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More to explore than just scallops

By ED WALKER
Published July 1, 2006


Great catch

Have you caught a nice fish and want to show it off? Mail a photo of the fish to the St. Petersburg Times. Such pictures usually accompany the Outdoors Notebook. If you have made a great catch, send a copy of the photo to Terry Tomalin, Outdoors Editor, St. Petersburg Times, 490 First Ave. S., St. Petersburg, FL 33701.

Scallop season opens north of the Hernando-Pasco county line today and many local outdoor enthusiasts will try to grab their share. These tasty bivalves are fun to catch and provide another reason to get into the water on a hot day. One of the best spots over the past few years has been the big shallow grass flat just outside the mouth of the Homosassa River. When the wind is light, you can usually spot scallops from the deck of a boat moving at idle speed. Once you see a few lying in the grass, put the dive flag up and send a snorkeler or two over for a closer look. If you have found a good spot, then it's time to drop anchor. In most cases you will be able to find your limit in less than 5 feet of water, but in some seasons past there was better hunting in 8 feet or more.

Check all regulations regarding this popular pastime before heading out. Fishing licenses are required, dive flags are imperative, and the daily limits are 2 gallons whole or 1 pint of meat per person per day, no more than 10 gallons whole, or half gallon meat per vessel at any time.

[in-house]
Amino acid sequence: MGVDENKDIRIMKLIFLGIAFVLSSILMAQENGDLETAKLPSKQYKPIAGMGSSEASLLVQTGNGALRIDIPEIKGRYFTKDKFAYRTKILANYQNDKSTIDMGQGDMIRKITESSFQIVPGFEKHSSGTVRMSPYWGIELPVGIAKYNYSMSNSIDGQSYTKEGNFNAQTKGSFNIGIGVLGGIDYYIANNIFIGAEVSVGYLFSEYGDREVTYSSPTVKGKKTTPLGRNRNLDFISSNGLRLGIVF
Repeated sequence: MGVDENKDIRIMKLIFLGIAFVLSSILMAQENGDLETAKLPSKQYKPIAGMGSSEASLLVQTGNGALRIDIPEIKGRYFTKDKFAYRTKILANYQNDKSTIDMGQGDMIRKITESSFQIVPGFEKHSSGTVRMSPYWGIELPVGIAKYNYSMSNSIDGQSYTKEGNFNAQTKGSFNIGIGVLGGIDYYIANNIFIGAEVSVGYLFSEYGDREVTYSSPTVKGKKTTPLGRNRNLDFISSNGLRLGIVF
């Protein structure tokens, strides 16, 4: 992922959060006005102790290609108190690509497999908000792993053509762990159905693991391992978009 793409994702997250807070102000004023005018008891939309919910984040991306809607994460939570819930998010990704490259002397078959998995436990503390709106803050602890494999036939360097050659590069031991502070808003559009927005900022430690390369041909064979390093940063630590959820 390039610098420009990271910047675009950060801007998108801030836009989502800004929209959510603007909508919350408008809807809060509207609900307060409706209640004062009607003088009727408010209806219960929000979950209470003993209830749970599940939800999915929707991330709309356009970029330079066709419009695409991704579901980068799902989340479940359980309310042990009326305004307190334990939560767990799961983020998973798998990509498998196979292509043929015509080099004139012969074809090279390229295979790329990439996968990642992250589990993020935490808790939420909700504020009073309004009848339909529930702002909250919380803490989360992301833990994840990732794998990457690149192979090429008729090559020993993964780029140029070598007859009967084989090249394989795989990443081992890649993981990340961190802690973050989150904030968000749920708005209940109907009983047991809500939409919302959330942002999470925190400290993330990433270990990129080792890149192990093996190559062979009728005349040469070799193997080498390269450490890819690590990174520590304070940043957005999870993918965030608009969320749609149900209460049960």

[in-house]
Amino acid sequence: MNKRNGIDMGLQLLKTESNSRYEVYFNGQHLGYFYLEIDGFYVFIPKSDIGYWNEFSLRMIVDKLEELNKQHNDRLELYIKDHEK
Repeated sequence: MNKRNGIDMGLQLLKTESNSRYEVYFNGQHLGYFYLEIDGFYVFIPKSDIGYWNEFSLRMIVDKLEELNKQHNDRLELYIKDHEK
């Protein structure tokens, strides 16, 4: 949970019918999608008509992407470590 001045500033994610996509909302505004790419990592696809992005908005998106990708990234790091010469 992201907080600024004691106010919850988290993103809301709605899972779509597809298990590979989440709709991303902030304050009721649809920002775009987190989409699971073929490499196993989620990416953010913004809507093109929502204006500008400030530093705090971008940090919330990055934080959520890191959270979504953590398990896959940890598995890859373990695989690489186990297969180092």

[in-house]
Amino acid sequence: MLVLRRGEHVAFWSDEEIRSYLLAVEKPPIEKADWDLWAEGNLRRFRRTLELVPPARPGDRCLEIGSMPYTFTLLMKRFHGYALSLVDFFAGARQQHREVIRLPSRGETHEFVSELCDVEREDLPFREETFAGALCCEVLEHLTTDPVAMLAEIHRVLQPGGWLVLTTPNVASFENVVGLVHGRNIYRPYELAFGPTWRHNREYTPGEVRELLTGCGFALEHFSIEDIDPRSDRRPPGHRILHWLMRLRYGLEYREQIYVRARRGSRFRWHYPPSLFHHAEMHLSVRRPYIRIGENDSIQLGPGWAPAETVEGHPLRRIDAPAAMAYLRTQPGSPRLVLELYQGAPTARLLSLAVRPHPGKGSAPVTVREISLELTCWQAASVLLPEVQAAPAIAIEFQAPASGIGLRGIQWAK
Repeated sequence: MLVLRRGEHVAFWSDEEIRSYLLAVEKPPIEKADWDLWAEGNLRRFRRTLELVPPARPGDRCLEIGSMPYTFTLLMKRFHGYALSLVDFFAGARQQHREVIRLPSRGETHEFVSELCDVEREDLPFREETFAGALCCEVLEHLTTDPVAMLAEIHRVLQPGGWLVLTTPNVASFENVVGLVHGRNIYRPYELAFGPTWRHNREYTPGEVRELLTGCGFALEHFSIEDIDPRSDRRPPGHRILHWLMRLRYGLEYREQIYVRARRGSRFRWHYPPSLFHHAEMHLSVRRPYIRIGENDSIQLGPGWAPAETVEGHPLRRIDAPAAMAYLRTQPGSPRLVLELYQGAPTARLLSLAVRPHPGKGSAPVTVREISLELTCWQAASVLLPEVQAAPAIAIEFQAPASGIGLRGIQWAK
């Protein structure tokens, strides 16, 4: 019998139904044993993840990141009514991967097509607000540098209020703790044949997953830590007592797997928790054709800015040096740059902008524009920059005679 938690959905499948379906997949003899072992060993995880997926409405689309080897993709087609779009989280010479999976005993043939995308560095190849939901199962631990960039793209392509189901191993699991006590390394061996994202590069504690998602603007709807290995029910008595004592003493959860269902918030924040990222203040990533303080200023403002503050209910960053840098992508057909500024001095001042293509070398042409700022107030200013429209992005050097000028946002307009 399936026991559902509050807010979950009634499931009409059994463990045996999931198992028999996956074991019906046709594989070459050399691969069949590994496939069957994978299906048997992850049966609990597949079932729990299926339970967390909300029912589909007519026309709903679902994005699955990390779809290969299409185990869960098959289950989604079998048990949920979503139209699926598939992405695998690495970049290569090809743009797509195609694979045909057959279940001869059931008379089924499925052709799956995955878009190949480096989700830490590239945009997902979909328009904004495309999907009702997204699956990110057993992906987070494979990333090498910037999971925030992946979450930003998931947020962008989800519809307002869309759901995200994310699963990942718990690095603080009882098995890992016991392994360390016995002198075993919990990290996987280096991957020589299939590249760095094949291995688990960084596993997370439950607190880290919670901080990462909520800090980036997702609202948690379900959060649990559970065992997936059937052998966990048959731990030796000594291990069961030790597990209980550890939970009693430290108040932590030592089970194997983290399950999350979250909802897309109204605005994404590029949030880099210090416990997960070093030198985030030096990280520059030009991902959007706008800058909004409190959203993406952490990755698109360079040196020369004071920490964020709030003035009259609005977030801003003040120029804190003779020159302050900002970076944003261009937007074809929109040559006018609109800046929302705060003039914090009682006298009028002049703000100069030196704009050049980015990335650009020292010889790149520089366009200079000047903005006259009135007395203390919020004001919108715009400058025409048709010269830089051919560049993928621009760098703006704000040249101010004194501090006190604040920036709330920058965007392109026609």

Since take a limit on scallops has been relatively easy over the past few seasons, many snorkelers have moved a little deeper afterward to try free dive spearfishing. The water off Homosassa is well-known for its shallow rocks, good visibility and great grouper fishing. By packing a few spear guns you may add a grouper, snapper, or hogfish to the day's catch. Heading west 4 to 5 miles from the scalloping grounds will put you in an area that has decent-sized rock outcroppings in less than 20 feet of water. Watch for bait pods on the surface or old lost crab trap buoys, both of which can indicate the presence of some structure below. With continued good visibility, checking these potential hot spots only takes a diver a moment or two.

Spear guns with lines attached to the shafts are the best choice for most free divers. A float line connecting a buoy to the gun completes the rig. This setup allows you to return to the surface if the fish makes it into a hole in the rocks or your breath runs short. Once you have your breath back, you can retrieve a "rocked" fish. The line rig is also helpful should something bigger, like a cobia or kingfish happen to swim by. If one of these large pelagic species is speared, the gun, and float line can be released, which helps keep spears from tearing out.

Hogfish are relatively easy to shoot, seldom caught on hook and line, and one of the best fish to eat in the gulf. This makes them one of the most sought-after species. They can be found around hard-bottom areas with lots of sea fans or sponges. Hogfish will also hang around the ledges and rocks preferred by gag grouper. The minimum size is 12 inches fork length but most conscientious hunters only target those over 14 or 15 inches.